There are two kinds of Github Pages. User pages and project pages.

Steps for Creating Project pages

  1. Create a branch called gh-pages
  2. Add your site to it
  3. Push to github

Create a branch called gh-pages

    git checkout -b gh-pages
    

You’ll be doing this locally on your computer. -b is for Branch. gh-pages is the name of the branch. It MUST be gh-pages. Any other name and Github is going to ignore it.

Once you create a branch, it’ll switch you to it. You can check which branch you are on with git branch.

show git branch output

The branch with a * and green color is the branch you are currently on.

Add your site to it

Add your project site to this branch. The usual HTML, CSS and JS.

Push to Github

    git push origin gh-pages
    

origin is where you repository is. In this case it represents Github.

The site can take some time showing up on Github after the branch is pushed. Sometimes it shows up immediately, sometimes it can take up to 10 minutes.

Tips

  • You can create a new empty branch git checkout --orphan gh-pages
  • Delete a remote branch git push origin :gh-pages

User pages

The name of the repository must be username.github.io

A repo named username.github.io will appear online as username.github.io. Once you have that repository, anything you put in it wil become your user website.

The difference between user pages and project pages is that for Project pages, you create a branch in your project repo. For User pages, you create a whole new repo that is specifically for your website.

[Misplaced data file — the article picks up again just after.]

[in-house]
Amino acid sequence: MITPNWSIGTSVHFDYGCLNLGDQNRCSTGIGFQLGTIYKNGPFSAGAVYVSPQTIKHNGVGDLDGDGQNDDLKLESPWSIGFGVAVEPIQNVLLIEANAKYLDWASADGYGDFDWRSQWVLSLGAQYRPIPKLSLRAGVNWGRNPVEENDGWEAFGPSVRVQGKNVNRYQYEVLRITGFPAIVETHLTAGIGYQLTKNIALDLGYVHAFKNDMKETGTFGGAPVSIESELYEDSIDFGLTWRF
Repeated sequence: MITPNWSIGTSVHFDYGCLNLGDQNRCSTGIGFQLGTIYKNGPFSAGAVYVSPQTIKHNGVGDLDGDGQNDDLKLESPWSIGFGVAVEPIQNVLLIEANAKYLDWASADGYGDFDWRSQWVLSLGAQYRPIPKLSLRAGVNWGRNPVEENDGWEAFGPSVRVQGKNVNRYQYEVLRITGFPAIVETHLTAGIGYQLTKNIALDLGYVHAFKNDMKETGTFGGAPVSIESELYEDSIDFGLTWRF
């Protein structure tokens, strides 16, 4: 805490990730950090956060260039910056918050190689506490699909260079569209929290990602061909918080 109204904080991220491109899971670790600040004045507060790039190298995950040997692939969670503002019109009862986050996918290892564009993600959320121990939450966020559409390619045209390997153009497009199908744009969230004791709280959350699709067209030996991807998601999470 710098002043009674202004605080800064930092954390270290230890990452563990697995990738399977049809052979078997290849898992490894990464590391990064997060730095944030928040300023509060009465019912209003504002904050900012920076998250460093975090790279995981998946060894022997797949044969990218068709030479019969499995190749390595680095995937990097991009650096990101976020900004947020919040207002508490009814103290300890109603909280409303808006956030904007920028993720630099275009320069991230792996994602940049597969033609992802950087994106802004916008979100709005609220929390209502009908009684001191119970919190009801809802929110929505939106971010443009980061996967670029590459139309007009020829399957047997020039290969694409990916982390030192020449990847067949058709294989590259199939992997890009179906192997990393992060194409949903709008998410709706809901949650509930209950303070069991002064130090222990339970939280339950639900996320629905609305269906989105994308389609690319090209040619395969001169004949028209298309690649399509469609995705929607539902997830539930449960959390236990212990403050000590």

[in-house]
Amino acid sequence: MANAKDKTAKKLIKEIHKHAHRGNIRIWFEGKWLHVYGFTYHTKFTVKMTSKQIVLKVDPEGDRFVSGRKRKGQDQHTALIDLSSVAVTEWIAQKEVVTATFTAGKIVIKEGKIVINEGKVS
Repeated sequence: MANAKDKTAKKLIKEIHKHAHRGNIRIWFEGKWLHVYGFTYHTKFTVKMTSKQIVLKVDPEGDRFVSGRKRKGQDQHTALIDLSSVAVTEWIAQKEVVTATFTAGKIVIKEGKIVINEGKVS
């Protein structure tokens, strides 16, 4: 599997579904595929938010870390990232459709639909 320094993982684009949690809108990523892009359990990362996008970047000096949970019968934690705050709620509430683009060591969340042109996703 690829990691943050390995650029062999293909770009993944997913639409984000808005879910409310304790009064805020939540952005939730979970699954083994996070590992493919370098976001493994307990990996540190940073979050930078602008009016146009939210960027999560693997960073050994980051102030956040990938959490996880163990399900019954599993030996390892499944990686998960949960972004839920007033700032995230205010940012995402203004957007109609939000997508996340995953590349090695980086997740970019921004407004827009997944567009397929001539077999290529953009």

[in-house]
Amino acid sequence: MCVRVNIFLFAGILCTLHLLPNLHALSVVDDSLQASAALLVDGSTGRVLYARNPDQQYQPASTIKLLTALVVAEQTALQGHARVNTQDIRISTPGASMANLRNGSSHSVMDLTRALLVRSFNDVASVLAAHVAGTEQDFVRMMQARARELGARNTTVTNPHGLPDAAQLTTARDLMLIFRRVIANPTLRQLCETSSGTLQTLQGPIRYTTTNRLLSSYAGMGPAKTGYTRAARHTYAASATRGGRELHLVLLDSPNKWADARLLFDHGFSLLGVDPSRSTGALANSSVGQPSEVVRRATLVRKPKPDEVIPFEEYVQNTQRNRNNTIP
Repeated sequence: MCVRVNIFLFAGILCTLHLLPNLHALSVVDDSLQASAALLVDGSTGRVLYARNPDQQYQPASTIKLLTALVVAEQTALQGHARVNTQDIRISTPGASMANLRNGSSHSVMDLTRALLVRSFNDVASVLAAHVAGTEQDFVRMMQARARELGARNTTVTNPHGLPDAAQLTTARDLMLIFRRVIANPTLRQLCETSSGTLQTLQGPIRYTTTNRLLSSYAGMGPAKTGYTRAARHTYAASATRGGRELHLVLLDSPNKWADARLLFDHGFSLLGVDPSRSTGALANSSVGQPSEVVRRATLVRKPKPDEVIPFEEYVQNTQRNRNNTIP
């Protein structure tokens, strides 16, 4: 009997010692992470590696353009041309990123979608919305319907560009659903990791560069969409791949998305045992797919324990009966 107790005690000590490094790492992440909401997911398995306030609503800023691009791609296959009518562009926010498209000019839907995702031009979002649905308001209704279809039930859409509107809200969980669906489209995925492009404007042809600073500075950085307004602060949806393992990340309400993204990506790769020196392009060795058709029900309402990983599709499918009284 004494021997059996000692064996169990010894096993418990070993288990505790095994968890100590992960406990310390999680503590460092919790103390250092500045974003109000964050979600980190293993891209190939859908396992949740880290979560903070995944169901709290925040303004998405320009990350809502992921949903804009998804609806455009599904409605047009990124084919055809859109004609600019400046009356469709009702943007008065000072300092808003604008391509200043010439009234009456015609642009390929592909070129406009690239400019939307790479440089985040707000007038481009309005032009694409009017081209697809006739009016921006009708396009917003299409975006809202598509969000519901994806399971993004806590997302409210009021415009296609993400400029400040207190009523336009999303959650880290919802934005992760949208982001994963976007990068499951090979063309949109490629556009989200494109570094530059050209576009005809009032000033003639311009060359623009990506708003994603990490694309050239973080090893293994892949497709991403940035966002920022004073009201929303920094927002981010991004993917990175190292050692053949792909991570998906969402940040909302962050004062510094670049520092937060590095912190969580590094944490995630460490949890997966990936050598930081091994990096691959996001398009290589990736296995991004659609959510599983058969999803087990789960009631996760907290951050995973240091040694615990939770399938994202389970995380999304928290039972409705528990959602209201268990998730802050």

Steps for Creating Project pages

  1. Create a repo called username.github.io
  2. Create the site
  3. Start a local git repo in that site folder
  4. Add remote repo, the one you created in the first step
  5. Push it to the remote repo

Create a local git repo in the site folder and add/commit files

    git init
    git add .
    git commit -m 'Initial commit'
    

-m is for Message. The message that you want to add about the files your are committing. It is kind of a must to add a message, and it should be descriptive of teh changes you made to file.

Add Remote repo

Connect your site to Github

    git remote add origin git@github.com:username/username.github.io.git
    

origin is the name of your remote repo. It doesn’t have to be called origin, it can be anything. Origin is sort of a convention, to represent that is sort of the canonical repo for all your files. You can name it github if you want.

You can check where your remote is with git remote -v

Push it up

    git push -u origin master
    

origin is your remote repo, master is your branch.

Again, it can take up to 10 minutes for the site to become live on username.github.io.

Add a CNAME record

If you want to use your own domain, you can. Make that username.github.io username.com. All you have to do is cerate a CNAME alias with your DNS provider, and add a CNAME file to your repo.

CNAME details for your Domain Regsitrar

Name / Host / Alias: www Time to Live (TTL): 86400 Record Type: CNAME Value / Answer / Destination: username.github.io

Creating and committing a CNAME file

Create a file called CNAME (notice that there is no file extension) and add your domain www.yourdomain.com to it. Save that file in the root of your repo.

    git add CNAME
    git commit CNAME -m 'Added CNAME'
    git push origin master
    

Resources